@NEStalgia Because the huge population and all the people shop on Taobao, its parent company developed this service kinda like PayPal called AliPay. But besides just buying things on its own website, you can also transfer money to different banking accounts, buy train/flight tickets, pay your rent and utilities, buy lotteries and insurances, invest in small businesses or get financial aids, call taxis/uber and even donate to charities. Last year when I went to visit friends there, we went out for a whole day without reaching to our wallets - everything, from food in fancy restaurants to fresh flowers from street vendors, can be paid by scanning QR codes with Alipay on my friends' smartphones. It kinda changed the way people purchase services and products in China. Since it encouraged people to consume stuff and boosted the economy so much, the government invited the CEO to various summits/conferences to discuss how they can help each other. So did they have an agreement? Probably.
However, I don't think selling imported games is actually a concern on the government's mind. They do have guideline on how and what you can import to the country. I hate to say this......but they probably just never thought gaming industry is a big deal until recent years. :/ They never had (and still don't have) anything like ESRB or PEGI. So instead of making a rating system to make it easier for foreign companies to come and publish games officially, they just cut everything off and allowed people to import games on their own. Weird, huh?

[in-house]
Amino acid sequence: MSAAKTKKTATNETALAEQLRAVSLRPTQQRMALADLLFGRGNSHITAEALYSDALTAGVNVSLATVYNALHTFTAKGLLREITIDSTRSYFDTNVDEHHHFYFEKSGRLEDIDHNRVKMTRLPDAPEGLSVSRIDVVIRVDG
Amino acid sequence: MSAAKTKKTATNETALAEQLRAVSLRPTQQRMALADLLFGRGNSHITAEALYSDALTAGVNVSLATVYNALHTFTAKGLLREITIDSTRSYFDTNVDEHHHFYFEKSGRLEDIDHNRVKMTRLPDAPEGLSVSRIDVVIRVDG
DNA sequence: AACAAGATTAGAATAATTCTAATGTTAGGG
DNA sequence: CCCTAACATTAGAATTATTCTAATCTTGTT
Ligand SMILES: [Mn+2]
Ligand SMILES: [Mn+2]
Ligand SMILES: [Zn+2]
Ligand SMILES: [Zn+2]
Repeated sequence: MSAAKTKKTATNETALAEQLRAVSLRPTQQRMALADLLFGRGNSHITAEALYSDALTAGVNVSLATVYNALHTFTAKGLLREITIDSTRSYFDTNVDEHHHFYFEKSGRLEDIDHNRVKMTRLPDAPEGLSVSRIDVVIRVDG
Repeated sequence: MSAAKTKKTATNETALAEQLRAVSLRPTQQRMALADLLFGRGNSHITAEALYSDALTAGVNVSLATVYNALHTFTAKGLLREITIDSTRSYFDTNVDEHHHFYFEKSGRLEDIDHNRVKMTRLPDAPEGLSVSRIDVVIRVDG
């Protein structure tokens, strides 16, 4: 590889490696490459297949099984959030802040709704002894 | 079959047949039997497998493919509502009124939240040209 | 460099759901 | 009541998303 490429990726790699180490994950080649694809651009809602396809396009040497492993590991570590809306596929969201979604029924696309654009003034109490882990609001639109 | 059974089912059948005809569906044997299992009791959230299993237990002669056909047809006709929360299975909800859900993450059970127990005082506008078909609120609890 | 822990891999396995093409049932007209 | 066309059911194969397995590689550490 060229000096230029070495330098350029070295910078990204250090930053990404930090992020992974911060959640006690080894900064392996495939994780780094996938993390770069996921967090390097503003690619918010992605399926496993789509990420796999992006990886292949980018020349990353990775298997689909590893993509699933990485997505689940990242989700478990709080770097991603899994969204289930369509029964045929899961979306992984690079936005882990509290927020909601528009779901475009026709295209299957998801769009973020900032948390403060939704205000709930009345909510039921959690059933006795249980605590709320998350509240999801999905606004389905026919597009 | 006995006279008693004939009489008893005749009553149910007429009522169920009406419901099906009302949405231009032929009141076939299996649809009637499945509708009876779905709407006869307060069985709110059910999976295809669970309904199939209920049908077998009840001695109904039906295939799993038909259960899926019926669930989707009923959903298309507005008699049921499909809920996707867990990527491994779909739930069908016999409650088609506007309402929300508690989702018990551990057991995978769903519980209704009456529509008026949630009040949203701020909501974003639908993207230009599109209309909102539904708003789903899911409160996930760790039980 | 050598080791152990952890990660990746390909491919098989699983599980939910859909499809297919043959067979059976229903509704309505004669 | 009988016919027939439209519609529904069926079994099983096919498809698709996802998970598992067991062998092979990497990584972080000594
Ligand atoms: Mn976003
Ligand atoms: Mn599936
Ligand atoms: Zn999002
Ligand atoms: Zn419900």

I am so glad I don't live in China. Only having NSMB and Twilight Princess is depressing.
For people who don't know, you can get whatever console/game you want with decent price, and sometimes you get them earlier. The only problem is that they don't have official costomer support, but then again, there's no short of people tapping into that business. Gamers here don't give a crap about government approval, they can't stop us, and we've been having fun for years.
I live in China, and can honestly say that both Microsoft and Sony have had no success here. There is little interest in consoles in the wider population, they are simply too expensive for the everyday person. There is, however, a large group of gamers across the country who do play, and Nintendo is growing in popularity. These people buy from independent sellers, who usually sell from tiny shops. You can easily buy the switch, Xbox one and PS4 here if you know where to look. These sellers import from Hong Kong, so if people do want games and consoles they'll buy the real deal, not something made just for China. They're a passionate group, and will only settle for the real thing. The only way that Nintendo, Microsoft or Sony are going to make money here is if China eases its laws.
Thanks for sharing all those who have experience gaming in China. Comments have been a fascinating read.
@RGnsd Ahh, that makes it a lot clearer. If that company is facilitating the authoritarian dream of cashless, single-source currency and effectively funneling every single financial transaction data at every level from investments to street vendors for almost every person.....that's an invaluable service for that government and has no doubt been accepted as "unofficially officially part of government".... That definitely explains why they'd so willingly look the other way in an area that would be the last place I expect them to. Thinking of it through that angle, it's also depressing how much, and how rapidly we're adopting the same exact system of rule on this side of the world. Then again, that system of rule originated on this side of the world anyway.
Tap here to load 37 comments
Leave A Comment
Hold on there, you need to login to post a comment...